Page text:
Rather than fix the state’s vital artery system and shore up its dams and levees, Brown and other policymakers prefer to focus on the shiny bauble of high-speed rail and a fanciful mixture of mass transit and bike lanes in an effort to move Californians out of their cars and into forms of transportation favored by Sacramento’s political bosses. Those who resist the agenda because they want to maintain the freedom facilitated by cars are likely to be hit with a new fuel-tax hike (in a state that already has some of the highest fuel taxes in the country).

More taxes, tolls, or user fees might be tolerable if the additional dollars improved the roads. But California has a history of taxing motorists to pay for pet projects that have zero connection with improved street and highway conditions. The Golden State’s existing patterns of density and sprawl have made reliance on car travel a necessity for most residents. Mass-transit advocates can wish for magical people-moving networks that will make cars obsolete, but the state’s planners need to focus on repairing the infrastructure we already have before they start implementing their dreams of a shining California future.

Comments

  1. Donald J. says

    Moonbeam has again (at least 3rd time) told the California taxpayers that they will cough up more tax monies to actually (Really?) fix the highways and roads of California. No commitment on his part or the Lawmakers (Really) of California to dump the train to nowhere project and take responsibility for their (all or any) previous reckless financial decisions.

  2. get rid of baldy now and Dana Point coast highway thru Laguna and Newport Coast has no potholes as you say–maybe from Huntington beach –doubt it-but most likely through LA and all the way up the coast–when do we recall pecker nose bald head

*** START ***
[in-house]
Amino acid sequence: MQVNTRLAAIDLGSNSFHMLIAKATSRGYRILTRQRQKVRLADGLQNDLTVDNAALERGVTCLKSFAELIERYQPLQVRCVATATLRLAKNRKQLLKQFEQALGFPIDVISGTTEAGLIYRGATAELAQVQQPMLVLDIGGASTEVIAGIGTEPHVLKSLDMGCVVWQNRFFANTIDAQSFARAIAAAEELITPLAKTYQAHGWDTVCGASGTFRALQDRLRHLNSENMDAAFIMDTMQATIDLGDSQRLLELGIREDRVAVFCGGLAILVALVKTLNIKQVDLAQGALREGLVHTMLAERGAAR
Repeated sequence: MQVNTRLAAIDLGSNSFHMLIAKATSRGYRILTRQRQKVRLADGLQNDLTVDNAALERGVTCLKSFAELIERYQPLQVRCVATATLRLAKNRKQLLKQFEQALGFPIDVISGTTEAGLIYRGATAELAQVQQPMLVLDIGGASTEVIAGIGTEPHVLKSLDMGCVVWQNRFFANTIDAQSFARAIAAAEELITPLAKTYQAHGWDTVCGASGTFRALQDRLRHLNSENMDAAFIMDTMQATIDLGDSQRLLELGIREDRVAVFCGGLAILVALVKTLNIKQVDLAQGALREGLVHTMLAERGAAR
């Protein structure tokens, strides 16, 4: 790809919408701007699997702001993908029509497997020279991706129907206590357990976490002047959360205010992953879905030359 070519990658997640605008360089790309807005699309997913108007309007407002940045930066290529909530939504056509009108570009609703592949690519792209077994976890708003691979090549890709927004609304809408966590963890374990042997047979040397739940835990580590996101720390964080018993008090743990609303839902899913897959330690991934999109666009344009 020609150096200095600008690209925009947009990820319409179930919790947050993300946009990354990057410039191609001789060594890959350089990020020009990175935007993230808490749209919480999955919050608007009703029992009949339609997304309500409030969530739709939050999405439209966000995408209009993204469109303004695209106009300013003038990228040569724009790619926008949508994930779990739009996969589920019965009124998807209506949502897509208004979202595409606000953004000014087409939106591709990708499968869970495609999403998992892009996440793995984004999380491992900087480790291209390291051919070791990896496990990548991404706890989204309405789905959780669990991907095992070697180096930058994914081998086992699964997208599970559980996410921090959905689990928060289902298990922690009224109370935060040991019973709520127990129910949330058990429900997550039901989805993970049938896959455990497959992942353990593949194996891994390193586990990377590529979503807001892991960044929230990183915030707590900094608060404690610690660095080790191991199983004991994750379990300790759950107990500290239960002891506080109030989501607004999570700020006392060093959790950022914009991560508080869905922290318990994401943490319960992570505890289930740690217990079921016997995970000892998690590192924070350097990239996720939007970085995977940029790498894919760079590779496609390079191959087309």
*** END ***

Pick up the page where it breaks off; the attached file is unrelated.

3. someone has a plan

  4. Bogiewheel says

    I now have an off-road vehicle and rock-climbing-tires (Mandatory for local shopping)

  5. It’s too bad we can’t sue Jerry the Stupid and the legislature for failing to use the monies collected over the last 15 years for road purposes. We have the gas tax (one of the highest in the Nation) and the Sales Tax on gasoline. Where in the “eff” was it all spent?

  6. Gary Von Neida says

    Moon Beam would rather spend taxpayer $$$$$$ on protecting illegal aliens from deportation so the “cheap labor” can be used by the Hotel and Restaurant Chains that pour money into the democrat party’s coffers.

  7. retiredxlr8r says

    The loons in Sacramento couldn’t manage a simple household budget that contains no debt! The proof is in the current gas and auto license fee increases for road and infrastruture repair and maintenance. Those are two items that are probably already in the budget but these brain dead politicians just figure “what the hell, let’s go for more welfare vote buying” because the roads are just fine. And then the stuff hits the fan and there’s no money so let’s screw the taxpayers once again. Brown and his Democratic Socialist are destroying this state through suicide by addiction to tax revenue.
    I don’t like Democrats very much.

  8. California politicians raid our automotive tax collections to pay for other things, like the worthless bullet train which will cost billions.
    The state also stole the Orange County Measure M tax increase we voted for. The extra money was to improve our roads, bridges and freeways, yet the state is grabbing millions of it to create toll lanes! No one voted for toll lanes, the state will take the toll fees, and it has completely ignored the protests of our elected mayors and city councils. So much for the will of the voters, citizens and taxpayers.

  9. The Democrats want to force out of our cars? Really? They are doing everything they can. The taxes they have put on gasoline is just about unbearable. The price of a gallon without taxes would amaze the average Democrat voter.